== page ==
Archives Staff Was Suspicious of Berger
Why Documents Were Missing Is Disputed
By John F. Harris and Susan Schmidt
Washington Post Staff Writers
Thursday, July 22, 2004; Page A06
Last Oct. 2, former Clinton national security adviser Samuel R. "Sandy" Berger stayed huddled over papers at the National Archives until 8 p.m.
What he did not know as he labored through that long Thursday was that the same Archives employees who were solicitously retrieving documents for him were also watching their important visitor with a suspicious eye.
After Berger's previous visit, in September, Archives officials believed documents were missing. This time, they specially coded the papers to more easily tell whether some disappeared, said government officials and legal sources familiar with the case.
The notion of one of Washington's most respected foreign policy figures being subjected to treatment that had at least a faint odor of a sting operation is a strange one. But the peculiarities -- and conflicting versions of events and possible motives -- were just then beginning in a case that this week bucked Berger out of an esteemed position as a leader of the Democratic government-in-waiting that had assembled around presidential nominee John F. Kerry.
As his attorneys tell it, Berger had no idea in October that documents were missing from the Archives, or that archivists suspected him in the disappearance. It was not until two days later, on Saturday, Oct. 4, that he was contacted by Archives employees who said that they were concerned about missing files, from his September and October visits. This call -- in Berger's version of the chronology, which is disputed in essential respects by a government official with knowledge of the investigation -- was made with a tone of concern, but not accusation.
Berger, his attorney Lanny Breuer said, checked his office and realized for the first time that he had walked out -- unintentionally, he says -- with important papers relating to the Clinton administration's efforts to combat terrorism.
Berger alerted Archives employees that evening to what he had found. The classified documents were sensitive enough that employees arrived on a Sunday morning to pick them up.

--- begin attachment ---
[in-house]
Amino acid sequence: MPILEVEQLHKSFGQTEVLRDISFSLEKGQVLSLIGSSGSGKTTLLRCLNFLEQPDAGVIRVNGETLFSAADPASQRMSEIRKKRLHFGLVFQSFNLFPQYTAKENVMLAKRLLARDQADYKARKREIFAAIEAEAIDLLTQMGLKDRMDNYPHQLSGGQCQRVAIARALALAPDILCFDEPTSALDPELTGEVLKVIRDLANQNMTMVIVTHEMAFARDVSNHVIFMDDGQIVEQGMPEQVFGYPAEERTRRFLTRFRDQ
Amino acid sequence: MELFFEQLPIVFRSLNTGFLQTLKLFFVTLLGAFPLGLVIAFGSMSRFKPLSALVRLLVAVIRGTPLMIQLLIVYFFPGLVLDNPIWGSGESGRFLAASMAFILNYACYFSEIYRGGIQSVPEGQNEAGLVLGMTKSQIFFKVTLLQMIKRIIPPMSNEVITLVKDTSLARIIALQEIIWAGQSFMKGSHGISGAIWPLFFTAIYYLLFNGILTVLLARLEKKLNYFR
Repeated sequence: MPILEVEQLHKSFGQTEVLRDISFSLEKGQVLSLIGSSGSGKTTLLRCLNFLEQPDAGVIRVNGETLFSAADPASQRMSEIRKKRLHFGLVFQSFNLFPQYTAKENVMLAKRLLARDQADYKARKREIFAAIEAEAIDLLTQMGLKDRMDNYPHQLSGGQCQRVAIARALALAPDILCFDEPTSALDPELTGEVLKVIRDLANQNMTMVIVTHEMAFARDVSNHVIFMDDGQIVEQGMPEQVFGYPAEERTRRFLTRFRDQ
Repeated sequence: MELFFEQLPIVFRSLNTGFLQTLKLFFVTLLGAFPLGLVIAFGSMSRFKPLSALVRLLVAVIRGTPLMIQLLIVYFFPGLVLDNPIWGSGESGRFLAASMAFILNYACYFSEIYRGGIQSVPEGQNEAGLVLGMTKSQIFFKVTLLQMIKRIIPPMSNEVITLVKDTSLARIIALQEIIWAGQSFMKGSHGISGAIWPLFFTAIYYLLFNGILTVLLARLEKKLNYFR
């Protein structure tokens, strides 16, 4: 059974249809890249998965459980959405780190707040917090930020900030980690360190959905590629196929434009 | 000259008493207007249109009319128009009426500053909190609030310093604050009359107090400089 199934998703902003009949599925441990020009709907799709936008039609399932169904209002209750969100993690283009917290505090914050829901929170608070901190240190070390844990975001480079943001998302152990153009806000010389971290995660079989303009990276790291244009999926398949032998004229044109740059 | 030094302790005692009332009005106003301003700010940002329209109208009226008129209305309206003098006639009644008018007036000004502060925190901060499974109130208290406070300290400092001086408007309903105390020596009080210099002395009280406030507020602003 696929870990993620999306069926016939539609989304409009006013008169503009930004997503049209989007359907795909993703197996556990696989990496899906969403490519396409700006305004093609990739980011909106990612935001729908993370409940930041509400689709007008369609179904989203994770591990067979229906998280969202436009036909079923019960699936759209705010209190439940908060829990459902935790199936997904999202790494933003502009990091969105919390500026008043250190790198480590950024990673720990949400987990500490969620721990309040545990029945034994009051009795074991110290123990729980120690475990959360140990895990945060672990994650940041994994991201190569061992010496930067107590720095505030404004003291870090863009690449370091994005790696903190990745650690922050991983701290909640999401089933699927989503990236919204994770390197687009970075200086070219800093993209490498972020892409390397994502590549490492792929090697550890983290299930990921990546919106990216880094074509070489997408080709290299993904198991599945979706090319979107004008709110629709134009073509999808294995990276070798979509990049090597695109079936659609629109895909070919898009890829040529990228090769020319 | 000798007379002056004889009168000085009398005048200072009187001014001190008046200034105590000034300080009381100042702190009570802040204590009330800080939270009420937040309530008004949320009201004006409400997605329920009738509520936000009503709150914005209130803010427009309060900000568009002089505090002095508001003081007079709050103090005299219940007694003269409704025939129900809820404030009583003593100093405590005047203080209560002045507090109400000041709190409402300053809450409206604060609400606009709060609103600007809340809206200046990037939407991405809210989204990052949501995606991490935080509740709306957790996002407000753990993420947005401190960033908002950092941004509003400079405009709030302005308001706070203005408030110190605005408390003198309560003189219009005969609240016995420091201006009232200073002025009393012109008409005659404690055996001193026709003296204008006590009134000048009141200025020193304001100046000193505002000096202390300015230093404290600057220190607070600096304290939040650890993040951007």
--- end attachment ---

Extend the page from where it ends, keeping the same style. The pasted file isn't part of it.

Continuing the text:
Several days later, after he had retained Breuer as counsel, Berger volunteered that he had also taken 40 to 50 pages of notes during three visits to the Archives beginning in July, the lawyer said. Berger turned the notes over to the Archives. He has acknowledged through attorneys that he knowingly did not show these papers to Archives officials for review before leaving -- a violation of Archives rules, but not one that he perceived as a serious security lapse.
By then, however, Archives officials had served notice that there were other documents missing. Despite searching his home and office, Berger could not find them. By January, the FBI had been brought in, and Berger found himself in a criminal investigation -- one that he chose not to tell Kerry's campaign about until this week.
But three days after the disclosure of the Berger investigation, many of the basic facts of the controversy remain unknown or are contested, as well as more subjective questions about how seriously his lapse should be regarded or its effect on politics this year.
A government official with knowledge of the investigation said Archives employees took action promptly after noticing a missing document in September. This official said an Archives employee called former White House deputy counsel Bruce Lindsey, who is former president Bill Clinton's liaison to the National Archives. The Archives employee said documents were missing and would have to be returned.
Under this version of events -- which Breuer denied -- documents were returned the following day from Berger's office to the Archives. Not included in these papers, the government official said, were any drafts of the document at the center of this week's controversy.
The documents that Berger has acknowledged taking -- some of which remain missing -- are different drafts of a January 2000 "after-action review" of how the government responded to terrorism plots at the turn of the millennium. The document was written by White House anti-terrorism coordinator Richard A. Clarke, at Berger's direction when he was in government.
Lindsey, now in private legal practice in Little Rock, did not return telephone and e-mail messages.
© 2004 The Washington Post Company